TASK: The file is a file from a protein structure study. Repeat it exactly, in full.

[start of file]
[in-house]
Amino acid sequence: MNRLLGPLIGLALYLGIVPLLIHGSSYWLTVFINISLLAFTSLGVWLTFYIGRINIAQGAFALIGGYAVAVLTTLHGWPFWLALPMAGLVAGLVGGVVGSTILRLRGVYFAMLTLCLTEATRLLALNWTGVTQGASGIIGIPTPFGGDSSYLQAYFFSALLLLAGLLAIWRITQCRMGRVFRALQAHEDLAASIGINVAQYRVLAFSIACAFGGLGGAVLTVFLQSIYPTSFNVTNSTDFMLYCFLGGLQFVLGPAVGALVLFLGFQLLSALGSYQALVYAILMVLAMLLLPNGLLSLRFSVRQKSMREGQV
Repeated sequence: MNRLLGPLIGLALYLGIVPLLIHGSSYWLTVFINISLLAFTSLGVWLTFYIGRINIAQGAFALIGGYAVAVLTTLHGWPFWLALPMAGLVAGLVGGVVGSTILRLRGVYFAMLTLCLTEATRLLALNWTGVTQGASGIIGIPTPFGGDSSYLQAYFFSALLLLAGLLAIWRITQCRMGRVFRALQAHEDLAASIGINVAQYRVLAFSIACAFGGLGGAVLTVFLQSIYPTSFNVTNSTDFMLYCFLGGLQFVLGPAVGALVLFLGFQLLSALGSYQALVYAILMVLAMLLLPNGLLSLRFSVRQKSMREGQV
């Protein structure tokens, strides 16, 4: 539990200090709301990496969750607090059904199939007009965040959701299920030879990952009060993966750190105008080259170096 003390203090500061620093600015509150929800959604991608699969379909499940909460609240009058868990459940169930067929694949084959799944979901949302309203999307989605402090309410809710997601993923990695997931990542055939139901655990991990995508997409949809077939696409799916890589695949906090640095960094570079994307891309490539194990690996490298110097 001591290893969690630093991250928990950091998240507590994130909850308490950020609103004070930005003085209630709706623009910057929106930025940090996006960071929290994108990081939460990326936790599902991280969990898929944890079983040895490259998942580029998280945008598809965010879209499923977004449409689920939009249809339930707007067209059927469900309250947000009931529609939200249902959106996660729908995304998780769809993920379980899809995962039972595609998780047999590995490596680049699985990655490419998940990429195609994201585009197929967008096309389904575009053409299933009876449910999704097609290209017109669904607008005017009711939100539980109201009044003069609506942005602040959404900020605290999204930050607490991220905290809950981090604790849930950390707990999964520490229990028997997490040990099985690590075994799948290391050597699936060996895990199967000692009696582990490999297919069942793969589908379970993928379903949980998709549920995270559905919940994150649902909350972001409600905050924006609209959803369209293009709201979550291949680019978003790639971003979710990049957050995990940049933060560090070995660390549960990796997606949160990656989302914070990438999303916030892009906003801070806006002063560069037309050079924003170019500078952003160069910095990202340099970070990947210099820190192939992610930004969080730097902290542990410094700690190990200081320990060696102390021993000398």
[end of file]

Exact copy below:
[in-house]
Amino acid sequence: MNRLLGPLIGLALYLGIVPLLIHGSSYWLTVFINISLLAFTSLGVWLTFYIGRINIAQGAFALIGGYAVAVLTTLHGWPFWLALPMAGLVAGLVGGVVGSTILRLRGVYFAMLTLCLTEATRLLALNWTGVTQGASGIIGIPTPFGGDSSYLQAYFFSALLLLAGLLAIWRITQCRMGRVFRALQAHEDLAASIGINVAQYRVLAFSIACAFGGLGGAVLTVFLQSIYPTSFNVTNSTDFMLYCFLGGLQFVLGPAVGALVLFLGFQLLSALGSYQALVYAILMVLAMLLLPNGLLSLRFSVRQKSMREGQV
Repeated sequence: MNRLLGPLIGLALYLGIVPLLIHGSSYWLTVFINISLLAFTSLGVWLTFYIGRINIAQGAFALIGGYAVAVLTTLHGWPFWLALPMAGLVAGLVGGVVGSTILRLRGVYFAMLTLCLTEATRLLALNWTGVTQGASGIIGIPTPFGGDSSYLQAYFFSALLLLAGLLAIWRITQCRMGRVFRALQAHEDLAASIGINVAQYRVLAFSIACAFGGLGGAVLTVFLQSIYPTSFNVTNSTDFMLYCFLGGLQFVLGPAVGALVLFLGFQLLSALGSYQALVYAILMVLAMLLLPNGLLSLRFSVRQKSMREGQV
């Protein structure tokens, strides 16, 4: 539990200090709301990496969750607090059904199939007009965040959701299920030879990952009060993966750190105008080259170096 003390203090500061620093600015509150929800959604991608699969379909499940909460609240009058868990459940169930067929694949084959799944979901949302309203999307989605402090309410809710997601993923990695997931990542055939139901655990991990995508997409949809077939696409799916890589695949906090640095960094570079994307891309490539194990690996490298110097 001591290893969690630093991250928990950091998240507590994130909850308490950020609103004070930005003085209630709706623009910057929106930025940090996006960071929290994108990081939460990326936790599902991280969990898929944890079983040895490259998942580029998280945008598809965010879209499923977004449409689920939009249809339930707007067209059927469900309250947000009931529609939200249902959106996660729908995304998780769809993920379980899809995962039972595609998780047999590995490596680049699985990655490419998940990429195609994201585009197929967008096309389904575009053409299933009876449910999704097609290209017109669904607008005017009711939100539980109201009044003069609506942005602040959404900020605290999204930050607490991220905290809950981090604790849930950390707990999964520490229990028997997490040990099985690590075994799948290391050597699936060996895990199967000692009696582990490999297919069942793969589908379970993928379903949980998709549920995270559905919940994150649902909350972001409600905050924006609209959803369209293009709201979550291949680019978003790639971003979710990049957050995990940049933060560090070995660390549960990796997606949160990656989302914070990438999303916030892009906003801070806006002063560069037309050079924003170019500078952003160069910095990202340099970070990947210099820190192939992610930004969080730097902290542990410094700690190990200081320990060696102390021993000398």